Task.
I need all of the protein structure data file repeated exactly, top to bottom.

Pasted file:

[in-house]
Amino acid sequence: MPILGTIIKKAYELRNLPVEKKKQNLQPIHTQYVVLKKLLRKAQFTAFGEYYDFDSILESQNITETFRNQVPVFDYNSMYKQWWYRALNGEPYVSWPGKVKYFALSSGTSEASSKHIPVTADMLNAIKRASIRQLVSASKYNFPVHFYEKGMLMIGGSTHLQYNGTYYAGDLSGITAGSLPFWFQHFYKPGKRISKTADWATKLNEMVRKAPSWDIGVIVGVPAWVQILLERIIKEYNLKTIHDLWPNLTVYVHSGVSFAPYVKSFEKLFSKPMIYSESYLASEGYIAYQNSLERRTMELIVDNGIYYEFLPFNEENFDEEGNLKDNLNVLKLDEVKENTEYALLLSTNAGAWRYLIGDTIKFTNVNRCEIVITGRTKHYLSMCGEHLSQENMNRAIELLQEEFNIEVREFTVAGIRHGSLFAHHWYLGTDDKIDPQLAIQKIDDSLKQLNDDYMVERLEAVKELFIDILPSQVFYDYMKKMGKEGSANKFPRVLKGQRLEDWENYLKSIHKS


[in-house]
Amino acid sequence: MPILGTIIKKAYELRNLPVEKKKQNLQPIHTQYVVLKKLLRKAQFTAFGEYYDFDSILESQNITETFRNQVPVFDYNSMYKQWWYRALNGEPYVSWPGKVKYFALSSGTSEASSKHIPVTADMLNAIKRASIRQLVSASKYNFPVHFYEKGMLMIGGSTHLQYNGTYYAGDLSGITAGSLPFWFQHFYKPGKRISKTADWATKLNEMVRKAPSWDIGVIVGVPAWVQILLERIIKEYNLKTIHDLWPNLTVYVHSGVSFAPYVKSFEKLFSKPMIYSESYLASEGYIAYQNSLERRTMELIVDNGIYYEFLPFNEENFDEEGNLKDNLNVLKLDEVKENTEYALLLSTNAGAWRYLIGDTIKFTNVNRCEIVITGRTKHYLSMCGEHLSQENMNRAIELLQEEFNIEVREFTVAGIRHGSLFAHHWYLGTDDKIDPQLAIQKIDDSLKQLNDDYMVERLEAVKELFIDILPSQVFYDYMKKMGKEGSANKFPRVLKGQRLEDWENYLKSIHKS